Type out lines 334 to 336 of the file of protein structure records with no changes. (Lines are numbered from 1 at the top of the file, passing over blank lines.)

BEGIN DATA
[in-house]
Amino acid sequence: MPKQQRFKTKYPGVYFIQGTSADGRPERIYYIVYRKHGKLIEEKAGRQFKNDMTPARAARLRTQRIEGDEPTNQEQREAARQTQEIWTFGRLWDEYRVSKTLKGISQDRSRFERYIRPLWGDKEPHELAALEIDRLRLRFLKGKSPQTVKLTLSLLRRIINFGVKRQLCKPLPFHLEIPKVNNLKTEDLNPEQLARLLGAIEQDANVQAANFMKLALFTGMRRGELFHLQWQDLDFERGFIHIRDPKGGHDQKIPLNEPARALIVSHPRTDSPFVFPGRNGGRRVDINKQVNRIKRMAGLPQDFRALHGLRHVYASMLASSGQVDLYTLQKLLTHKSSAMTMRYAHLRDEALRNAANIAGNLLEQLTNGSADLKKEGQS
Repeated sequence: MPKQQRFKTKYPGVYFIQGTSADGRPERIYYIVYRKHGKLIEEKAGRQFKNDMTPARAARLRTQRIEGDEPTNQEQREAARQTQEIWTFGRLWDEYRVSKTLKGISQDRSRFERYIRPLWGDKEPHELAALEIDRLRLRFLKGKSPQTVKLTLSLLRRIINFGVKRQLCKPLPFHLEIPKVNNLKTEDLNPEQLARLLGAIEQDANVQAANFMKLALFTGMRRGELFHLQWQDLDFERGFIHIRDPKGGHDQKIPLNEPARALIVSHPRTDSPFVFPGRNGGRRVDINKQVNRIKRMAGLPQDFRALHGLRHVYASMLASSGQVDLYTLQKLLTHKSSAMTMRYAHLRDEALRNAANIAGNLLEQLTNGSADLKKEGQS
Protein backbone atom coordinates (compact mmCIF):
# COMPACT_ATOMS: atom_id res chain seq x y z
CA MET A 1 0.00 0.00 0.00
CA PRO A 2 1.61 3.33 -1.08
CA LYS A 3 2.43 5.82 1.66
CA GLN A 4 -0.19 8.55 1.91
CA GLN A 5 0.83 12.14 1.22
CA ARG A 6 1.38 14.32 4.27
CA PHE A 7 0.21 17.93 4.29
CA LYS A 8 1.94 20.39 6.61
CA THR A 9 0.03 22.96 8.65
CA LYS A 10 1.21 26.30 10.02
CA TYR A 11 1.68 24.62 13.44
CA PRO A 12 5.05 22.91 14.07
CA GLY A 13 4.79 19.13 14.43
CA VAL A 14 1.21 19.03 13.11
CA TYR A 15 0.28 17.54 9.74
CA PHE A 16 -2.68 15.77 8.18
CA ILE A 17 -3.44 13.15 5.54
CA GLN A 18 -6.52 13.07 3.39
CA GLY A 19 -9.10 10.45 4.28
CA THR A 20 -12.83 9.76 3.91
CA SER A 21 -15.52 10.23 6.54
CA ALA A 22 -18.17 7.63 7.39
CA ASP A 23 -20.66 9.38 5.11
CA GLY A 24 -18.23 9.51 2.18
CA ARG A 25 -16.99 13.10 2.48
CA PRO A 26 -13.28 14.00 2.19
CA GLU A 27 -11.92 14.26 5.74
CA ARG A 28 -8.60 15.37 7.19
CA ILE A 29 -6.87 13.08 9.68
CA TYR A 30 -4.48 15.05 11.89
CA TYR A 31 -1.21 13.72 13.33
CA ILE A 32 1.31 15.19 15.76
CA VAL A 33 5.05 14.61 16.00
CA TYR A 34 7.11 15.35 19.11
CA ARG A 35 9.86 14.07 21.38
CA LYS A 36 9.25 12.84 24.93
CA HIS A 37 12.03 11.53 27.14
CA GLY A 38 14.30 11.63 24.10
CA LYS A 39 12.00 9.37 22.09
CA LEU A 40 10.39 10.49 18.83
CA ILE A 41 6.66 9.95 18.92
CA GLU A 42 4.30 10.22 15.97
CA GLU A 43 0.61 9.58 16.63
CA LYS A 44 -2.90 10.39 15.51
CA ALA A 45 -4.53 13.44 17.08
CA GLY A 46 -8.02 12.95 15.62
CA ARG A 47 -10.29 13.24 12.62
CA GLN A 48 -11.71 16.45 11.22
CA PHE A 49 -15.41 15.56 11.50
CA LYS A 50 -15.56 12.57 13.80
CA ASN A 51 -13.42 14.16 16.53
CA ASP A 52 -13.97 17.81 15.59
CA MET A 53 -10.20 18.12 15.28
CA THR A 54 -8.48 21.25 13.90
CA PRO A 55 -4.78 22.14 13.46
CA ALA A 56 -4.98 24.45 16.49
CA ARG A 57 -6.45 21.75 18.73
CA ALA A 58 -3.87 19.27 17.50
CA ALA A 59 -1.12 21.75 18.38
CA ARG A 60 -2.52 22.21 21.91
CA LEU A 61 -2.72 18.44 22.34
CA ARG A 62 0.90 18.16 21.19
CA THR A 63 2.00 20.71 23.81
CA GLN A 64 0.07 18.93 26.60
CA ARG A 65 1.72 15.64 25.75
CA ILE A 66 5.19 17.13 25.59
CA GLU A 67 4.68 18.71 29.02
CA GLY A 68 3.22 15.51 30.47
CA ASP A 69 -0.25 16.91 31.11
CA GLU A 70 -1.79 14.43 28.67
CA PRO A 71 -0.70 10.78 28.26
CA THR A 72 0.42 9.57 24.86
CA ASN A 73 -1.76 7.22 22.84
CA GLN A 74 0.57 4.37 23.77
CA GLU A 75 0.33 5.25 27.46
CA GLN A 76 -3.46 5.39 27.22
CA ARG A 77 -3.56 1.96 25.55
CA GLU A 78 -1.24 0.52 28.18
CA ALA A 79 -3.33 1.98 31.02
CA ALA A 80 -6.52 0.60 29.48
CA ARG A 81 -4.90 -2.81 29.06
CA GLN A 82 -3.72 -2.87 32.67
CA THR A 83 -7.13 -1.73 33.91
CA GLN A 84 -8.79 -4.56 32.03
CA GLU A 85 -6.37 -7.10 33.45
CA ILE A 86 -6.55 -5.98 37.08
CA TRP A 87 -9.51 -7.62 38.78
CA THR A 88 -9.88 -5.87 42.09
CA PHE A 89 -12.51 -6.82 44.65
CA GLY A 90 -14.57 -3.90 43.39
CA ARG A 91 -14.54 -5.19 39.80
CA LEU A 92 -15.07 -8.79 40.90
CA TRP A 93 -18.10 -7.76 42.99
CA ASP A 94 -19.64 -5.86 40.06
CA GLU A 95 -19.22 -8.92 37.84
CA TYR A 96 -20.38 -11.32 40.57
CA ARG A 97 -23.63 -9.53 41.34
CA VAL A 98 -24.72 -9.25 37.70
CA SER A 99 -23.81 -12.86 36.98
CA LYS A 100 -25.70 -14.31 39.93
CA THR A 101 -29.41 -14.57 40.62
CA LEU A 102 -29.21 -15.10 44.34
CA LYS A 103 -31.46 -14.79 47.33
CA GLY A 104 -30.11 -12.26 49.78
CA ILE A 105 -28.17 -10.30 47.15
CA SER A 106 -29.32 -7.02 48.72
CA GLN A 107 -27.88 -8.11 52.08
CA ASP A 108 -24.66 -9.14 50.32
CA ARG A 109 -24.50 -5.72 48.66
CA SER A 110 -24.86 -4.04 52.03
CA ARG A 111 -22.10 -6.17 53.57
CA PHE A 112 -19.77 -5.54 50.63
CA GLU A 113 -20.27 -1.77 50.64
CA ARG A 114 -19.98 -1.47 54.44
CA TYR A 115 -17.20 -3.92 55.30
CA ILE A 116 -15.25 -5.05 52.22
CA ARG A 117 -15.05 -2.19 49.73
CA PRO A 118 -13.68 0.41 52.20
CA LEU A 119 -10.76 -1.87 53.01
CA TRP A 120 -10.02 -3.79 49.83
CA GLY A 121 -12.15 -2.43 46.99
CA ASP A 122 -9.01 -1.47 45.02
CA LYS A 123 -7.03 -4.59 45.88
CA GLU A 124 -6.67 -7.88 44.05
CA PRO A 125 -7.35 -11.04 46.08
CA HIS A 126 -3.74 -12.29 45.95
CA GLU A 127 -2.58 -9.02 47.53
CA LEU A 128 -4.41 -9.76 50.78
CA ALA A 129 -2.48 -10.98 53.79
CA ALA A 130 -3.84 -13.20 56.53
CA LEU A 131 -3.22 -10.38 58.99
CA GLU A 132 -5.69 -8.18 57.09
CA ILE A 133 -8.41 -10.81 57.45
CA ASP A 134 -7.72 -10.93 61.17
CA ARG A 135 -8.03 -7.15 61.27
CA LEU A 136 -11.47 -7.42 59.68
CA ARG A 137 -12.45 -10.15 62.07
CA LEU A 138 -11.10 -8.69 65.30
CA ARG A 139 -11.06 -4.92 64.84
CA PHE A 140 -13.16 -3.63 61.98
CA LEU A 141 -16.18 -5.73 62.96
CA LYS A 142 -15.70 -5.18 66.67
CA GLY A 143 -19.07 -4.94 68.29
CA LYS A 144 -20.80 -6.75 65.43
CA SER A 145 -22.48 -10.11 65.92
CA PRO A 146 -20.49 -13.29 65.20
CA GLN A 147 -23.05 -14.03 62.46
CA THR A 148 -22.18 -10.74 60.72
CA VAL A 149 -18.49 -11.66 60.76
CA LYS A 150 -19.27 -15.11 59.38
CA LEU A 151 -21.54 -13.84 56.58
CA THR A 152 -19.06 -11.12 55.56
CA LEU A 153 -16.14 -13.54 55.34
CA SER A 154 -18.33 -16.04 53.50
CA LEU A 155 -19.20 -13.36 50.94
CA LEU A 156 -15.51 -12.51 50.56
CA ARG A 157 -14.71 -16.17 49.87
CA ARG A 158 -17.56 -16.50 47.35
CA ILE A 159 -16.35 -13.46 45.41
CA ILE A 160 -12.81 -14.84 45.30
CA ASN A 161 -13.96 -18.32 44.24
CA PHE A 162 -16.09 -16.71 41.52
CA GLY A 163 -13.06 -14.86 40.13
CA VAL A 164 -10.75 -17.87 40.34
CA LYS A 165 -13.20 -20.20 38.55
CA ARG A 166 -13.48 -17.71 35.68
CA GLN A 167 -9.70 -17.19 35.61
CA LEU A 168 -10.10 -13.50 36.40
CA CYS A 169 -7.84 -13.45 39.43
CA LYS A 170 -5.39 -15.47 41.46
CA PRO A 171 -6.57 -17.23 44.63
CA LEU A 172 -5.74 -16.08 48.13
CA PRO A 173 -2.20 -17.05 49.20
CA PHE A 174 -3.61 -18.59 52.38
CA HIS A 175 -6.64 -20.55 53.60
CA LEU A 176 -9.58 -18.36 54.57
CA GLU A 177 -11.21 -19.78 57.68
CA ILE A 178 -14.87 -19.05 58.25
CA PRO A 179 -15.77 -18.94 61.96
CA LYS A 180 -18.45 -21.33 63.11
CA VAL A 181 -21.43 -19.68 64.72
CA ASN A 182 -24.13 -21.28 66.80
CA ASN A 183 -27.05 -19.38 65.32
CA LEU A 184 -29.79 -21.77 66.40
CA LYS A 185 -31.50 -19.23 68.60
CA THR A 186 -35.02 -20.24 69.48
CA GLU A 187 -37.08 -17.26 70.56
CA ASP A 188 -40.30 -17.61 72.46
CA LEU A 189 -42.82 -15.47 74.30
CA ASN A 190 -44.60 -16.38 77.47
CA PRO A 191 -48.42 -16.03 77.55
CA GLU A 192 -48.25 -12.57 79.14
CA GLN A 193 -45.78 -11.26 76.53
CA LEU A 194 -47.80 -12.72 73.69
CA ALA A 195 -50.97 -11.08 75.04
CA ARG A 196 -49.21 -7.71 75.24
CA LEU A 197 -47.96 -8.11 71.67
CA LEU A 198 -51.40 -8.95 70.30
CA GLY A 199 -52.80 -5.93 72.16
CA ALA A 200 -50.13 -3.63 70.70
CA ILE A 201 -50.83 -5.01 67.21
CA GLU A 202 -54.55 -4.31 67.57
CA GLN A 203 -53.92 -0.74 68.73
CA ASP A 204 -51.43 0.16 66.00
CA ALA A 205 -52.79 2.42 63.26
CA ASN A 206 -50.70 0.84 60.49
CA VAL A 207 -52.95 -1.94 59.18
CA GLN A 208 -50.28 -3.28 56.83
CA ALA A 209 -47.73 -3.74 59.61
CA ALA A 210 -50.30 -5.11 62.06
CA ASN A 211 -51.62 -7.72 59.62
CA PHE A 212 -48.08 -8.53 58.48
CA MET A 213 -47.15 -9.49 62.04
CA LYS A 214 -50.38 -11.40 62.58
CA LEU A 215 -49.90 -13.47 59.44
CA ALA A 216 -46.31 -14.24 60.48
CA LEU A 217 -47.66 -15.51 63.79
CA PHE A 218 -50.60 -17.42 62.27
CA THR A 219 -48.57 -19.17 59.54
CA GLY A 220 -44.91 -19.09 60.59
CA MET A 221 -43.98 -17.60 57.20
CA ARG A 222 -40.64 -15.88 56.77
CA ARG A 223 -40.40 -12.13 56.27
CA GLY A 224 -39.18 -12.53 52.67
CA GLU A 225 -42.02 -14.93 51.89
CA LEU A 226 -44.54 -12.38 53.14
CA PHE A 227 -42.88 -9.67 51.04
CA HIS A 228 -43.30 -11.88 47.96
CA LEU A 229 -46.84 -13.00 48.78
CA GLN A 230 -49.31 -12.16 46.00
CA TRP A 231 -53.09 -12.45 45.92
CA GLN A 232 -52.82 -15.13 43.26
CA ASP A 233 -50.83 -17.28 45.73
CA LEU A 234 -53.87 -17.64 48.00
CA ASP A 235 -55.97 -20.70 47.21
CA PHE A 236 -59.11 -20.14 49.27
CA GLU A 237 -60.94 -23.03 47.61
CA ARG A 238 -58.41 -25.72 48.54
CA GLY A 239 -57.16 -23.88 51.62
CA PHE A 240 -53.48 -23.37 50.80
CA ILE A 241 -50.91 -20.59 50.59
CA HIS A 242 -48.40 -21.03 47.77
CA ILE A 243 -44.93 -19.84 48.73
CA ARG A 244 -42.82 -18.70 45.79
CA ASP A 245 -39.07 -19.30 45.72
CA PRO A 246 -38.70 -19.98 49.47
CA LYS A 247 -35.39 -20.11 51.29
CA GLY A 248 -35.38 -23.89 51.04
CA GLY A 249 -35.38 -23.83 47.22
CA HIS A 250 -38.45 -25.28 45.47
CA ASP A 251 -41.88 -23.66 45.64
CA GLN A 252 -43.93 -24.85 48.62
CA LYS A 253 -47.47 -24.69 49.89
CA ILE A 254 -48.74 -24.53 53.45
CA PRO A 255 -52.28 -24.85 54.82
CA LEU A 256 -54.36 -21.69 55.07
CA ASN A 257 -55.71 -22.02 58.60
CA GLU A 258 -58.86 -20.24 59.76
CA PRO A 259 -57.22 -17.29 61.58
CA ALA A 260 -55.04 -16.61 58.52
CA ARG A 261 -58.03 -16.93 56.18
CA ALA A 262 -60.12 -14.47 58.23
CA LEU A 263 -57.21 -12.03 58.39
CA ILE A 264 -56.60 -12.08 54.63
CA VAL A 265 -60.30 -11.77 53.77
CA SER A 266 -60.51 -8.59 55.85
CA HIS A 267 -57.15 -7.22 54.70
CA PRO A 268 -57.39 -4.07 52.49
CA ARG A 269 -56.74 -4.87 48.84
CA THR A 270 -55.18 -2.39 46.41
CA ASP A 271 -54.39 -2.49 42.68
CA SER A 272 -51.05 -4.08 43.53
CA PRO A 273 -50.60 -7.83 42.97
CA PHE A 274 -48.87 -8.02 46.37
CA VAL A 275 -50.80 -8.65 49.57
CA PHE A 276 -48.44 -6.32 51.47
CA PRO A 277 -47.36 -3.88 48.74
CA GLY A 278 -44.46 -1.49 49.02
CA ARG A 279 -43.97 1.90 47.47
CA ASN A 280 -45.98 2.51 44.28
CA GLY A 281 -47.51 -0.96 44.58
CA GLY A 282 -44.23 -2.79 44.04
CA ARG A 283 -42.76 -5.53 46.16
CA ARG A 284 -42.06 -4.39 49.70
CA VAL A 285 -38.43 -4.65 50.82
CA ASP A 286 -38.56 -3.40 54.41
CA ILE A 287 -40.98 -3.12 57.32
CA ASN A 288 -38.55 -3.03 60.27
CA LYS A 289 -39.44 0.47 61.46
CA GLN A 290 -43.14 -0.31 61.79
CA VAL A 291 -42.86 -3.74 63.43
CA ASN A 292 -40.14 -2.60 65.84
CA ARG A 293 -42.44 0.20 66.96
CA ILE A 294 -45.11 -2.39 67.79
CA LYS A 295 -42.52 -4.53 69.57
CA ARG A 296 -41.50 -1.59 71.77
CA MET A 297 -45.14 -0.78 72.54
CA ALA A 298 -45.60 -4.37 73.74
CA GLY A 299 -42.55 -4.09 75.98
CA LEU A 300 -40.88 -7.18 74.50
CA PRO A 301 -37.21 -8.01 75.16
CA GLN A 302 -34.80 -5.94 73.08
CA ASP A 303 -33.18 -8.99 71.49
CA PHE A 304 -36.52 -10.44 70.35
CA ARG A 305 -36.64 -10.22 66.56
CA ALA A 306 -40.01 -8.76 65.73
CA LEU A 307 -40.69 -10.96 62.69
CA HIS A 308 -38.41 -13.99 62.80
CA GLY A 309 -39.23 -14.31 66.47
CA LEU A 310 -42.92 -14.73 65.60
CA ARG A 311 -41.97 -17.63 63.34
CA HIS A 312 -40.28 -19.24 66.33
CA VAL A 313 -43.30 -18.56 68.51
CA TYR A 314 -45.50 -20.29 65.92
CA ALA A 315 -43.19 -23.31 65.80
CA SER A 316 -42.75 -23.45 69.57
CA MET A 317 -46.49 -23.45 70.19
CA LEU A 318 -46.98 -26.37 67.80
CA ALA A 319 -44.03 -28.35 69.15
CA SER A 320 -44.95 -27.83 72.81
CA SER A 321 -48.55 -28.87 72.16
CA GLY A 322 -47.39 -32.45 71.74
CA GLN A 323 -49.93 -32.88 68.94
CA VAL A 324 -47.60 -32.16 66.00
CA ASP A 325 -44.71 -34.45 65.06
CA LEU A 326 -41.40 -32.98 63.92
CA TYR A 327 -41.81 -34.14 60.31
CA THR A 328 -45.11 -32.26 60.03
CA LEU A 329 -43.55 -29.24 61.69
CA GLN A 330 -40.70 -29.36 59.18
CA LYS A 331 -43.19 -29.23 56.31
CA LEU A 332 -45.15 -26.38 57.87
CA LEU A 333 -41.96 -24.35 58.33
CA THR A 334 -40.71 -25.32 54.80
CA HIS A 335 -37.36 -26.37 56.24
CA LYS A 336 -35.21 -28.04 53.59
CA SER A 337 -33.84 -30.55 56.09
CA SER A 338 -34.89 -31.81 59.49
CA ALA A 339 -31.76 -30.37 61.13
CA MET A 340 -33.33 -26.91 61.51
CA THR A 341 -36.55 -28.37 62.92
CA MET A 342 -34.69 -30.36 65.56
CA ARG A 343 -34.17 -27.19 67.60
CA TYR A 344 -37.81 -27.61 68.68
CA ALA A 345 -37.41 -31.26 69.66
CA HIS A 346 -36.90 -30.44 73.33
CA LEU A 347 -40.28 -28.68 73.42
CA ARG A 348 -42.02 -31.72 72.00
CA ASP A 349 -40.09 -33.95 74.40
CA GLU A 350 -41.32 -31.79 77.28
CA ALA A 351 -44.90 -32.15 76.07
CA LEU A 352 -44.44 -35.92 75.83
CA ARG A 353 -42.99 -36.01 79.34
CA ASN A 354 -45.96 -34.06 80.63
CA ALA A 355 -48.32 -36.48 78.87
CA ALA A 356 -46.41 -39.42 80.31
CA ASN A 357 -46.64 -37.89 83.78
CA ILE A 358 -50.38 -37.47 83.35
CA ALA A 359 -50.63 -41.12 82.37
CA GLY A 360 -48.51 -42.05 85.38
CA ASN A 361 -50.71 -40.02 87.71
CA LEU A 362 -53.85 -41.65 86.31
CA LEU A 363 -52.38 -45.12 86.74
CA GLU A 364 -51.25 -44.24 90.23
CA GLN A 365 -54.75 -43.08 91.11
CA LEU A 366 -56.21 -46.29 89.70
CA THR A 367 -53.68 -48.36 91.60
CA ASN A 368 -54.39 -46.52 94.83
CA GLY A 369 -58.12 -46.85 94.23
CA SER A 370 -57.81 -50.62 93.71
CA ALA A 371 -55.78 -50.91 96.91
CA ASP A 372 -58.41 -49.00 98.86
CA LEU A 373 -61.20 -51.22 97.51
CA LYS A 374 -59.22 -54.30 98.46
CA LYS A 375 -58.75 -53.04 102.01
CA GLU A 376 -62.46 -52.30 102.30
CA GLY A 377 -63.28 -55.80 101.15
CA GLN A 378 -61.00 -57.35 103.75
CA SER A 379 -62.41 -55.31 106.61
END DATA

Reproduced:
CA LEU A 329 -43.55 -29.24 61.69
CA GLN A 330 -40.70 -29.36 59.18
CA LYS A 331 -43.19 -29.23 56.31